During World War II, American automobile production was severely restricted due to limited resources. New cars were available only to those in occupations deemed essential to the war effort, while mass-market production stopped entirely, only to be resumed in 1945 when the war ended.
The buying frenzy that ensued boosted sales for all kinds of automobiles. One such car that enjoyed success during the postwar era was the Buick Roadmaster. Buick’s fastest and biggest car, it was also the brand’s top-of-the-line offering and flagship vehicle.
The example you see here is a 1948 convertible owned by Alfred Perez. When it was brand new, it had sweet features for its time, like a 150hp 5.2-liter in-line-eight engine, a power soft-top, and a Roadmaster series script on the front fenders. But the most innovative feature was the optional Dynaflow automatic transmission, which was the first torque-converter transmission in a passenger car. It was so popular that by the following year, it was standard equipment on the Roadmaster.
Alfred acquired this unit from an Australian collector in Pampanga. He came across the car in quite a sorry state: None of the aforementioned features worked, and 70% to 80% of the body was rotten and rusted. In order to bring it back from the dead, he found another beat-up Roadmaster to use as a donor car. All the decent parts from it were transplanted into the first one.
As for the parts that he couldn’t source from the donor car, Alfred scoured sites like eBay or fabricated his own. He pulled out all the stops for this project, utilizing all of his car restoration know-how and resources to eventually reach his goal. After two years of work, the Buick was up and running again, all its bells and whistles completely functional.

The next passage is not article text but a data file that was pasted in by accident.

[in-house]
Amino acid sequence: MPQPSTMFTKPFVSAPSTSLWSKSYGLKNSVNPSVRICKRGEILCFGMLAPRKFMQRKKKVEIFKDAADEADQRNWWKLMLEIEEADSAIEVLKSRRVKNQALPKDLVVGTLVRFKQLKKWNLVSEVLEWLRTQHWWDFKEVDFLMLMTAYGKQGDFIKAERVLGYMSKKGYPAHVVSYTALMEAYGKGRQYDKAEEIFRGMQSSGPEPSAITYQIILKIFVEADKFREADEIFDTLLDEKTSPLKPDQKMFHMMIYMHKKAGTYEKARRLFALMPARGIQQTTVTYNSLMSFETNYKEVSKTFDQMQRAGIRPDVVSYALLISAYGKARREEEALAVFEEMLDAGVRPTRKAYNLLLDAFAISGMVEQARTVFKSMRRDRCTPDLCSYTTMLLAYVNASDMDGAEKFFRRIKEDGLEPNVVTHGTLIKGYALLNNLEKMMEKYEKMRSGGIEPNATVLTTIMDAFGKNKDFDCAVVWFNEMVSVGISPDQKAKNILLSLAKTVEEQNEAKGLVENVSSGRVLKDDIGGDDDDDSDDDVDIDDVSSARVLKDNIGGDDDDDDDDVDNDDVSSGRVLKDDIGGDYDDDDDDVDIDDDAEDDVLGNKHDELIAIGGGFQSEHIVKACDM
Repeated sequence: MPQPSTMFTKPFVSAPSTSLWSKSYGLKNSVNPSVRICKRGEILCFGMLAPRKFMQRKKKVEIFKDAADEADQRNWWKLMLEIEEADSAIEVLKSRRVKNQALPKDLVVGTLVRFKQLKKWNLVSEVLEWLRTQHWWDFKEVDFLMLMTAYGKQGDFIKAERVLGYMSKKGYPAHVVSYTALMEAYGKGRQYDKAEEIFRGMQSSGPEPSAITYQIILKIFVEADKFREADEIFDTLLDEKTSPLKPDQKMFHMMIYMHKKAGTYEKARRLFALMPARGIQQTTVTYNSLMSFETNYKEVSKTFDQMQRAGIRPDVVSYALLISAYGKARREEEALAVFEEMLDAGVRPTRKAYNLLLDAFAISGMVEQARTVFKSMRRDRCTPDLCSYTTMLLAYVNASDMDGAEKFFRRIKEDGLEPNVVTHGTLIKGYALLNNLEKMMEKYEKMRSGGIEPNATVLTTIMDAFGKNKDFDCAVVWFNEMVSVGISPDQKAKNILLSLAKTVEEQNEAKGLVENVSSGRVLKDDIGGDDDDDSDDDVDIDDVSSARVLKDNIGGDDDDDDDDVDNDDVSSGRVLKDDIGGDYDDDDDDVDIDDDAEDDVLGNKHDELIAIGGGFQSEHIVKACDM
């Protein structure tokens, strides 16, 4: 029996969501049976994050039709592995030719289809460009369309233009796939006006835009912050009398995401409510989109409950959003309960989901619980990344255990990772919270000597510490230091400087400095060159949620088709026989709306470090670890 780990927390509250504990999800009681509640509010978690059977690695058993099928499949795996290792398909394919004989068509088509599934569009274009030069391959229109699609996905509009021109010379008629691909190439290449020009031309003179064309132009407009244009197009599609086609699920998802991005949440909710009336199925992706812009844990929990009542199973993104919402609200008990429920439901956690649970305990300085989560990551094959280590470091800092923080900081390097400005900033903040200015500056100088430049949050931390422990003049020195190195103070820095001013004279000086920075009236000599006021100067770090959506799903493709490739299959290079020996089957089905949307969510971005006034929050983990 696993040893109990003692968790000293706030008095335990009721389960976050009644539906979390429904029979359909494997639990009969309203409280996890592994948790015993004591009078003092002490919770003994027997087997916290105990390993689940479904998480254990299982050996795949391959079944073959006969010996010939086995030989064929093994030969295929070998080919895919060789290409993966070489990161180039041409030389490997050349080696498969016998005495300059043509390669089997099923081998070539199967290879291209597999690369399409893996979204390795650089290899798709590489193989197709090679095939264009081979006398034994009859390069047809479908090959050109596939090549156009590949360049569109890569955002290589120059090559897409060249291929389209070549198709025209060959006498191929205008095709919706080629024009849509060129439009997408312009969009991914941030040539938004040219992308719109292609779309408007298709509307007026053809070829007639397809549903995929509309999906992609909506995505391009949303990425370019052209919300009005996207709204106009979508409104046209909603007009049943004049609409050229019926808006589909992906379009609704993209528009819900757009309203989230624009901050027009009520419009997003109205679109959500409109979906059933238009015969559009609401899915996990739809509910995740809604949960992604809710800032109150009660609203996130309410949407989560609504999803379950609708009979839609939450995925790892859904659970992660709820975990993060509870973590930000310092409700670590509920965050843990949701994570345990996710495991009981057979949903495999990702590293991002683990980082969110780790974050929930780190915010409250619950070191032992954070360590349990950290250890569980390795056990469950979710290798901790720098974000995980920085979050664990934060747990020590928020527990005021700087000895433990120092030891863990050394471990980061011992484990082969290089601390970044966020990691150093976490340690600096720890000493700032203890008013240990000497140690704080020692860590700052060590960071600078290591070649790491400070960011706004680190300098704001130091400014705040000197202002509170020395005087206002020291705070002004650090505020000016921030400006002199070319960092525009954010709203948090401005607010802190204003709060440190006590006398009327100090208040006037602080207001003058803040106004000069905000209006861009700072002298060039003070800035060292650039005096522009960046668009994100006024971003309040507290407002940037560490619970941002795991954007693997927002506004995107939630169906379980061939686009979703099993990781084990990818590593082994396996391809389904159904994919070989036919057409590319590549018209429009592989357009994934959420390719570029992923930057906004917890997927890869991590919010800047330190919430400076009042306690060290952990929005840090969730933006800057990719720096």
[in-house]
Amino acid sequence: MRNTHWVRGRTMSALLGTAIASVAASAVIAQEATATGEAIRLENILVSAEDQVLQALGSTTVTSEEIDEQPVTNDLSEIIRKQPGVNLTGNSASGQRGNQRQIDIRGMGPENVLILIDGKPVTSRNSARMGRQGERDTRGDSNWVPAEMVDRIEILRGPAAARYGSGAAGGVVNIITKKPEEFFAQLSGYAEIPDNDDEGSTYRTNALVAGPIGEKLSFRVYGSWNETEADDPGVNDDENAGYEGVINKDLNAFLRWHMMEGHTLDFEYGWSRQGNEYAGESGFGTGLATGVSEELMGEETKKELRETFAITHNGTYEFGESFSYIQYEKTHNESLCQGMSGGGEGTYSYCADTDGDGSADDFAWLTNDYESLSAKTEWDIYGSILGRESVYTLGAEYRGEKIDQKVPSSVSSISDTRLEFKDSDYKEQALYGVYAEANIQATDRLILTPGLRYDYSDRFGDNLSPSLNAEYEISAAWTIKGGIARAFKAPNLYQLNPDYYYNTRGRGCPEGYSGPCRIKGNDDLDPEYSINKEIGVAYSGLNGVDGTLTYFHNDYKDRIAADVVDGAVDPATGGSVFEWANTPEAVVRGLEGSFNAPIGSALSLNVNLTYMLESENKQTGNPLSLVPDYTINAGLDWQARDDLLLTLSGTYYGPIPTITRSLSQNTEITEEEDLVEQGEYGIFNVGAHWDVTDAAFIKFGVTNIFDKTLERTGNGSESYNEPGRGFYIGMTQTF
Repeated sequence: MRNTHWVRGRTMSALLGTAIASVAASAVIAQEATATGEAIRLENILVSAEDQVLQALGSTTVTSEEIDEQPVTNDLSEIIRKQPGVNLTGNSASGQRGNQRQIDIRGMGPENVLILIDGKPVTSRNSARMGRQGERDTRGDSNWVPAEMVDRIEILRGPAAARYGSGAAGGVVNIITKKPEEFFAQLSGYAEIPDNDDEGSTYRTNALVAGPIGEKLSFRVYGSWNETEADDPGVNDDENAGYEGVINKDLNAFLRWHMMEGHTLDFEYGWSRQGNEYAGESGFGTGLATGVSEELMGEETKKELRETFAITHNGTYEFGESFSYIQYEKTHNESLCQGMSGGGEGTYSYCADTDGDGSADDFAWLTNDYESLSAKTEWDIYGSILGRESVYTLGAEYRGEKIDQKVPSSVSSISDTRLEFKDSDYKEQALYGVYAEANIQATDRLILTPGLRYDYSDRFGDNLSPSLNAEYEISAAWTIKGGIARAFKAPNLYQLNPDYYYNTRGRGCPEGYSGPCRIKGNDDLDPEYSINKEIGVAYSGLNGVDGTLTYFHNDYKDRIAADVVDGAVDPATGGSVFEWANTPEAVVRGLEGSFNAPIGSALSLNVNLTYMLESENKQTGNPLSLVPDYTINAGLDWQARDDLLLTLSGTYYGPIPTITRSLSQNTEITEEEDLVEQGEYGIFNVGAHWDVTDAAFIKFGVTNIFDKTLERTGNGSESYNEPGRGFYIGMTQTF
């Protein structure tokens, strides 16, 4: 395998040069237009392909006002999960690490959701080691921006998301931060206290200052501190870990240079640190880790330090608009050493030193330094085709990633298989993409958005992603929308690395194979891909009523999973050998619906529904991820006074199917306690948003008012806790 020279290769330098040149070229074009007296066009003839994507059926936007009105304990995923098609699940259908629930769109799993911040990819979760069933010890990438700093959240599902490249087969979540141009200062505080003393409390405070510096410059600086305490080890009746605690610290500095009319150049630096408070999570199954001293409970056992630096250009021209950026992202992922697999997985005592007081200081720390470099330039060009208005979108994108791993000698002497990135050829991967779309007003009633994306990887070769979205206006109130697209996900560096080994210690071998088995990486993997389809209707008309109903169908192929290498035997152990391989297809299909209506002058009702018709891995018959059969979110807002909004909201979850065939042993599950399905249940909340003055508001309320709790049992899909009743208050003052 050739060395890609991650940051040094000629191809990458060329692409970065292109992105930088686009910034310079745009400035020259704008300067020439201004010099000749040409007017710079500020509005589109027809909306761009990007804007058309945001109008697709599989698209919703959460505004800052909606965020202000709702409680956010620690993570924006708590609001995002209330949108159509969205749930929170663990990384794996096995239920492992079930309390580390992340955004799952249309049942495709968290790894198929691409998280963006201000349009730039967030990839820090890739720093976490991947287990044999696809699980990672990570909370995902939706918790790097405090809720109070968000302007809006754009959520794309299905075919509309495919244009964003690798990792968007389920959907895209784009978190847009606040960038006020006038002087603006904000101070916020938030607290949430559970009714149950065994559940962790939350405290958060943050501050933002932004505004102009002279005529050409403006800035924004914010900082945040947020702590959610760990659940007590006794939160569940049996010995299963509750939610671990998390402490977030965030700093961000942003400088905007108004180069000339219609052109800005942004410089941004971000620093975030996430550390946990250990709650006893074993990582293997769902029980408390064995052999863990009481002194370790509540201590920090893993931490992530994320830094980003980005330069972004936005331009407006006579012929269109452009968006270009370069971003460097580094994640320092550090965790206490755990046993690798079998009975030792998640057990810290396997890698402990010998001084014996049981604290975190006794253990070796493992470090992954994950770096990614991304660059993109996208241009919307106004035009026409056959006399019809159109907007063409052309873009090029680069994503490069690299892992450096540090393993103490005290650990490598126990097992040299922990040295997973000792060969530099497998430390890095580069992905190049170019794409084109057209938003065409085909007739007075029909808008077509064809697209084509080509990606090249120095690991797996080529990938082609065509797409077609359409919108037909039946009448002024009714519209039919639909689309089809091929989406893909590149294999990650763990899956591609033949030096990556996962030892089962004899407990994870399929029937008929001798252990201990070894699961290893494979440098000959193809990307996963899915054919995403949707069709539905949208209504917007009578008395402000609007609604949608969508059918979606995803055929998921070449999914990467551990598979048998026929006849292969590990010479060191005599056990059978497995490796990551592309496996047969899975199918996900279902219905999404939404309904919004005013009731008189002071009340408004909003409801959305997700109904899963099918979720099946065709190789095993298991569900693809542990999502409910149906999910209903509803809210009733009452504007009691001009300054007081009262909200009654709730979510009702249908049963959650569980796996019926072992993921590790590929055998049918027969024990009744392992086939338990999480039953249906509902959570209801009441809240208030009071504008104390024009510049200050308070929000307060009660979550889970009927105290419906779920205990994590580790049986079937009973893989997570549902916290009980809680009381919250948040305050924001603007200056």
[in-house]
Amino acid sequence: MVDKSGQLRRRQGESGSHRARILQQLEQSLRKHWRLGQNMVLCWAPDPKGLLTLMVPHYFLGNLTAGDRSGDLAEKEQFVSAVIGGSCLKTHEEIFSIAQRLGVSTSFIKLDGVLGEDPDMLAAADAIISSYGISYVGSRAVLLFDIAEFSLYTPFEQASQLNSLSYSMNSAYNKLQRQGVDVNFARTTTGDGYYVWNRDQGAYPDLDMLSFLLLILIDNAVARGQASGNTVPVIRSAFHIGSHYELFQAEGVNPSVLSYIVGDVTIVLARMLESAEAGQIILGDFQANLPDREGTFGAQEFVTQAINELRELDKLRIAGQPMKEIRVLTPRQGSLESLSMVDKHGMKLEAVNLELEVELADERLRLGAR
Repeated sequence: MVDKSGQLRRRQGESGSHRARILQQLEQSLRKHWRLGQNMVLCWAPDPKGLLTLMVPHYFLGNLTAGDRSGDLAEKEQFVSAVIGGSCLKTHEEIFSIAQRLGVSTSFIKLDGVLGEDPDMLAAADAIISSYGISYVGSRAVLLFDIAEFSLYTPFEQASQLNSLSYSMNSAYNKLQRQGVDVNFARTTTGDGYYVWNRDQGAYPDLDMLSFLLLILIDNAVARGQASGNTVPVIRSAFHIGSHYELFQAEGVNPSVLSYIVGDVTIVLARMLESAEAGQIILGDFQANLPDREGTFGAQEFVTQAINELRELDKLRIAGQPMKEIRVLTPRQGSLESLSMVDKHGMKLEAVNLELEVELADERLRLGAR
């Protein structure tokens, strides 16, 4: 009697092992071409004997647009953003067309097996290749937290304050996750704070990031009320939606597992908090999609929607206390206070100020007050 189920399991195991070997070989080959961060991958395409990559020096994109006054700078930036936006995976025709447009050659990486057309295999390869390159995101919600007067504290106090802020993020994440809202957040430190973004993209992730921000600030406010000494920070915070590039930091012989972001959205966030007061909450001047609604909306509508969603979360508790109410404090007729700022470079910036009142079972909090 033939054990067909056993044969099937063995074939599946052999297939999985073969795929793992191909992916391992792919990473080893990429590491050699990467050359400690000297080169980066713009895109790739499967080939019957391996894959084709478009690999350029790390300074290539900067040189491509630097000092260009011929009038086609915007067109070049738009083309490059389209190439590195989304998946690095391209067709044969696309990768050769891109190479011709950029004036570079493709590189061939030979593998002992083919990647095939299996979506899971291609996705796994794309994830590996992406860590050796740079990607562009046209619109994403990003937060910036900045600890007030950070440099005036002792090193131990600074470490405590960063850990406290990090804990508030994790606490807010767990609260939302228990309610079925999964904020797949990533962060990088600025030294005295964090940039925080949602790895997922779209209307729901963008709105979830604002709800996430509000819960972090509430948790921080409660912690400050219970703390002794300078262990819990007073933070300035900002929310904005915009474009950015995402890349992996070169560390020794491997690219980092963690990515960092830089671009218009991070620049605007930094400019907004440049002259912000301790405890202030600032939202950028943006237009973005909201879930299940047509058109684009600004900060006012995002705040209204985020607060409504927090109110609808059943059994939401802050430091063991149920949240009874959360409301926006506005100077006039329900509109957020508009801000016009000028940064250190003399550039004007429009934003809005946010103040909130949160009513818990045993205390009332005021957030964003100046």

In the flesh, this Roadmaster is the textbook definition of a lovingly restored classic. The yellow paint is timeless and eye-catching. The chrome hubcaps and other trim pieces are shined to a mirror finish. The period-correct (though ever-so-slow) power soft-top works without a hitch; the leather seats are as plush as can be. Most important, the almost-impractically-long straight-eight engine starts at the first turn of the key.
Alfred tells us this car has won in every single car show to which it was entered. This isn’t hard to believe. Having been given a ride in it, we can attest that it made us feel like we’d gone back to a time when roads were wide and clear enough to accommodate such big cars. Car show exploits aside, probably the most important thing about the restoration work Alfred has done on his Buick is how he turned a car-shaped hunk of metal into a piece of history that will be enjoyed and admired for generations to come.
Note: This article originally appeared in Top Gear Philippines' August 2017 issue.